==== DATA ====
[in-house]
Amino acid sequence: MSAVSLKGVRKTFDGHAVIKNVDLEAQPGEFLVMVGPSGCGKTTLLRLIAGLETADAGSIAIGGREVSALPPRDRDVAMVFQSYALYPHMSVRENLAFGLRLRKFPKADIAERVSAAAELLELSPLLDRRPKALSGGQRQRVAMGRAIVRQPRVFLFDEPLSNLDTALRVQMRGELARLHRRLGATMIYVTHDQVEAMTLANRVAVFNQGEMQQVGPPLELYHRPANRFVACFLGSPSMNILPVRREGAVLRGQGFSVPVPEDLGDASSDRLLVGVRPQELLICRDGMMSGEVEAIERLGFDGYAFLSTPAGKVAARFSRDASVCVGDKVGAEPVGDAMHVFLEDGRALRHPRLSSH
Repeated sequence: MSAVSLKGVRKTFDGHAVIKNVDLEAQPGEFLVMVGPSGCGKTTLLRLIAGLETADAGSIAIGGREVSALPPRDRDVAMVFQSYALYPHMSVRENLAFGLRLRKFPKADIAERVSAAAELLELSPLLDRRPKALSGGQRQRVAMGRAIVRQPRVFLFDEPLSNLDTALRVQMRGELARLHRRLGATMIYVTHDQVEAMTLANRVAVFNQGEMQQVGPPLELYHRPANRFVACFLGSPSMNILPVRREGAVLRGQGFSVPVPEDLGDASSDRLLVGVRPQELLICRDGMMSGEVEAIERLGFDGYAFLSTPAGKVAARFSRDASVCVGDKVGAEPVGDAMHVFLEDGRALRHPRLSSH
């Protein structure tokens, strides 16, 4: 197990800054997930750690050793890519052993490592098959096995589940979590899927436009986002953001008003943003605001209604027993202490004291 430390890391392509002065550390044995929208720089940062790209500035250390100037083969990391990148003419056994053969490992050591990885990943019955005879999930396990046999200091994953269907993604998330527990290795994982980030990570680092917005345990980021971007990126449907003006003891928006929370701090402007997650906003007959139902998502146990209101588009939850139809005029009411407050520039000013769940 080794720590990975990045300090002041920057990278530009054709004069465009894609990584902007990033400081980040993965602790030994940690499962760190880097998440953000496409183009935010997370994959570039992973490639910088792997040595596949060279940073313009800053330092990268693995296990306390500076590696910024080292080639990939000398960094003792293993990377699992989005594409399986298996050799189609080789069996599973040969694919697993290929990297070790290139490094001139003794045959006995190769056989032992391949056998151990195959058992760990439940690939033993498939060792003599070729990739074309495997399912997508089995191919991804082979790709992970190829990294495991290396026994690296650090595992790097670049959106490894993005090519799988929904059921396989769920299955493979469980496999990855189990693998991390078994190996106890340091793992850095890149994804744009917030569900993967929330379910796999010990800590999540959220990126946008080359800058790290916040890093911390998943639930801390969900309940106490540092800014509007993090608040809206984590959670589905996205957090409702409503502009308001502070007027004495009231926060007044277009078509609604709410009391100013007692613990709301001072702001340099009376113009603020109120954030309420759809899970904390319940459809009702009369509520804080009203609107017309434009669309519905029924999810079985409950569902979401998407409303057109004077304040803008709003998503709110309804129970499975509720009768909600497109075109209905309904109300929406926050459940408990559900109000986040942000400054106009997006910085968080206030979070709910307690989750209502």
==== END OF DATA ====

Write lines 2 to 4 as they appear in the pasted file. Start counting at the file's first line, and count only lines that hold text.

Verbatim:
Amino acid sequence: MSAVSLKGVRKTFDGHAVIKNVDLEAQPGEFLVMVGPSGCGKTTLLRLIAGLETADAGSIAIGGREVSALPPRDRDVAMVFQSYALYPHMSVRENLAFGLRLRKFPKADIAERVSAAAELLELSPLLDRRPKALSGGQRQRVAMGRAIVRQPRVFLFDEPLSNLDTALRVQMRGELARLHRRLGATMIYVTHDQVEAMTLANRVAVFNQGEMQQVGPPLELYHRPANRFVACFLGSPSMNILPVRREGAVLRGQGFSVPVPEDLGDASSDRLLVGVRPQELLICRDGMMSGEVEAIERLGFDGYAFLSTPAGKVAARFSRDASVCVGDKVGAEPVGDAMHVFLEDGRALRHPRLSSH
Repeated sequence: MSAVSLKGVRKTFDGHAVIKNVDLEAQPGEFLVMVGPSGCGKTTLLRLIAGLETADAGSIAIGGREVSALPPRDRDVAMVFQSYALYPHMSVRENLAFGLRLRKFPKADIAERVSAAAELLELSPLLDRRPKALSGGQRQRVAMGRAIVRQPRVFLFDEPLSNLDTALRVQMRGELARLHRRLGATMIYVTHDQVEAMTLANRVAVFNQGEMQQVGPPLELYHRPANRFVACFLGSPSMNILPVRREGAVLRGQGFSVPVPEDLGDASSDRLLVGVRPQELLICRDGMMSGEVEAIERLGFDGYAFLSTPAGKVAARFSRDASVCVGDKVGAEPVGDAMHVFLEDGRALRHPRLSSH
């Protein structure tokens, strides 16, 4: 197990800054997930750690050793890519052993490592098959096995589940979590899927436009986002953001008003943003605001209604027993202490004291 430390890391392509002065550390044995929208720089940062790209500035250390100037083969990391990148003419056994053969490992050591990885990943019955005879999930396990046999200091994953269907993604998330527990290795994982980030990570680092917005345990980021971007990126449907003006003891928006929370701090402007997650906003007959139902998502146990209101588009939850139809005029009411407050520039000013769940 080794720590990975990045300090002041920057990278530009054709004069465009894609990584902007990033400081980040993965602790030994940690499962760190880097998440953000496409183009935010997370994959570039992973490639910088792997040595596949060279940073313009800053330092990268693995296990306390500076590696910024080292080639990939000398960094003792293993990377699992989005594409399986298996050799189609080789069996599973040969694919697993290929990297070790290139490094001139003794045959006995190769056989032992391949056998151990195959058992760990439940690939033993498939060792003599070729990739074309495997399912997508089995191919991804082979790709992970190829990294495991290396026994690296650090595992790097670049959106490894993005090519799988929904059921396989769920299955493979469980496999990855189990693998991390078994190996106890340091793992850095890149994804744009917030569900993967929330379910796999010990800590999540959220990126946008080359800058790290916040890093911390998943639930801390969900309940106490540092800014509007993090608040809206984590959670589905996205957090409702409503502009308001502070007027004495009231926060007044277009078509609604709410009391100013007692613990709301001072702001340099009376113009603020109120954030309420759809899970904390319940459809009702009369509520804080009203609107017309434009669309519905029924999810079985409950569902979401998407409303057109004077304040803008709003998503709110309804129970499975509720009768909600497109075109209905309904109300929406926050459940408990559900109000986040942000400054106009997006910085968080206030979070709910307690989750209502």